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Coins That Go Clunk

Wednesday, May 7, 2014

Fifty years ago, U.S. silver coins disappeared from circulation, symbolizing a profound shift in the behavior of the government with respect to money.

The year 2014 is a little noticed 50th anniversary: the anniversary of the disappearance of U.S. silver coins from circulation in 1964. In that year, the American people decided that silver was probably going to be a better store of value than paper dollars, regardless of the pronouncements of the central bankers and politicians of the time. The people were right. At silver’s year-end 1960 price of 91 cents an ounce, the 0.77 ounces of silver in a silver dollar had been worth about 70 cents. But by late 1963, it was worth a dollar. Today, with silver at approximately $20 an ounce, the silver in a silver dollar is worth more than $15. (Silver has been as high as $49 an ounce.)

Up to the 1960s, American dimes and quarters (as well as half-dollars and silver dollars in those days) rang when you dropped them on a table. Now they go clunk. This change from coins made of silver, it might be said, is of little practical importance. Yet it symbolizes a profound shift in the behavior of the U.S. government with respect to money, a precursor to the immensely destructive Great Inflation of the 1970s.

Long before the 1960s, all the gold coins and bullion of American citizens had been confiscated by their government under its diktat of 1933. At the same time, the same government defaulted on the bonds it had promised to pay in gold. It took the extreme, indeed despotic, step of making any possession of gold coins or bullion by American citizens illegal and a punishable, criminal offense! It became harder for Americans to protect themselves against money printing. This law, which today is hard to believe was real, lasted four decades, until 1974.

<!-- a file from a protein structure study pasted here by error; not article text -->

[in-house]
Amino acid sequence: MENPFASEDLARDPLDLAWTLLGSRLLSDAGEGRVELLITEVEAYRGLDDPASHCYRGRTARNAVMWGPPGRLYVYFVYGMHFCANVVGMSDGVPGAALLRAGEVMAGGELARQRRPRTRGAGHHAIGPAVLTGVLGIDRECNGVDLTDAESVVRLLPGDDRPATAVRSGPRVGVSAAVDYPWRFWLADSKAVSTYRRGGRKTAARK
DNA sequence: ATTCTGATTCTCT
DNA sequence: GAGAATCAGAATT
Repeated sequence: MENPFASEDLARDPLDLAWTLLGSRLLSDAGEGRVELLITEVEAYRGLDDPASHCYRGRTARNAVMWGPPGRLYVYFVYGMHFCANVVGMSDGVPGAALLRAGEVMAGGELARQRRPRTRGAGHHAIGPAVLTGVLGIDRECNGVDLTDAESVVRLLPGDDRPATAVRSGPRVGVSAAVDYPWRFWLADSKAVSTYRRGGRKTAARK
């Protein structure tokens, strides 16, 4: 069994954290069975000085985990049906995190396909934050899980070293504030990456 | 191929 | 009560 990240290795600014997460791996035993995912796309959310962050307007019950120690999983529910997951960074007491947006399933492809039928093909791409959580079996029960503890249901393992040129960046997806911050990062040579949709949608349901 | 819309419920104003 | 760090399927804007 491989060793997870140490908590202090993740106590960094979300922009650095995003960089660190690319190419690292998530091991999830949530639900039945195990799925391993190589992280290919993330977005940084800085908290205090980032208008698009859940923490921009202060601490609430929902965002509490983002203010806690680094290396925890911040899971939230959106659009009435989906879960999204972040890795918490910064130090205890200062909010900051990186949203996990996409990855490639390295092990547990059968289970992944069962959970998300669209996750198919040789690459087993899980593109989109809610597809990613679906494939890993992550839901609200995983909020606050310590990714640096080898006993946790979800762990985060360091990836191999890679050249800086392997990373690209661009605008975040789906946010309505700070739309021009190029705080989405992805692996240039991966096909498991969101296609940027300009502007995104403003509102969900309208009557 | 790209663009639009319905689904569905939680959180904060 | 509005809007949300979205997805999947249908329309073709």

For foreign governments, though not for ordinary people, in 1964 the U.S. government was still promising to redeem its printed dollars for gold on demand, as required by the Bretton Woods System. Bretton Woods had been approved by Congress in 1945, when it had seemed plausible that “the United States dollar and gold are synonymous.”1

Today, with silver at approximately $20 an ounce, the silver in a silver dollar is worth more than $15.

Two decades later, the U.S. government was highly incensed when France under Charles de Gaulle insisted the promise be kept and took a lot of the gold — an excellent financial decision, as it turned out. The government also “discouraged those countries that depended on the United States either for military protection or for economic aid…from cashing in dollars.”2 That might be seen as a fair trade. The U.S. government’s 1971 outright reneging on the Bretton Woods promise was still off in the future.

So, 50 years ago, the American populace, unlike the Bank of France, did not have gold, but they still had silver coins. Moreover, they still had dollar bills which were “Silver Certificates.” These dollar bills explicitly stated on their face: “This certifies that there has been deposited in the Treasury of The United States of America one silver dollar, payable to the bearer on demand,” or “This certifies that there is on deposit in the Treasury of the United States of America one dollar in silver, payable to the bearer on demand.” This was an unquestionably clear and definite commitment. These dollar bills were thus actually redeemable notes of the government, not fiat paper currency.

Acting on this promise of redemption in early 1964, as colorfully related in William F. Rickenbacker’s contemporary book, Wooden Nickels, “Crowds of people were laying siege to the Treasury Building in Washington, asking for silver dollars.”3

What happened next? On March 25, 1964, Secretary of the Treasury Douglas Dillon announced that Silver Certificates would no longer be redeemed for silver dollars — tough luck! (A few years later, in 1968, when redemption of Silver Certificates for silver had been permanently stopped, the New York Times wryly commented, “There is some consolation for persons still holding this currency — they are still worth face value.”4 So much for the certification about “payable to the bearer on demand.” By the time of the article, the silver in a silver dollar was worth about $1.50.)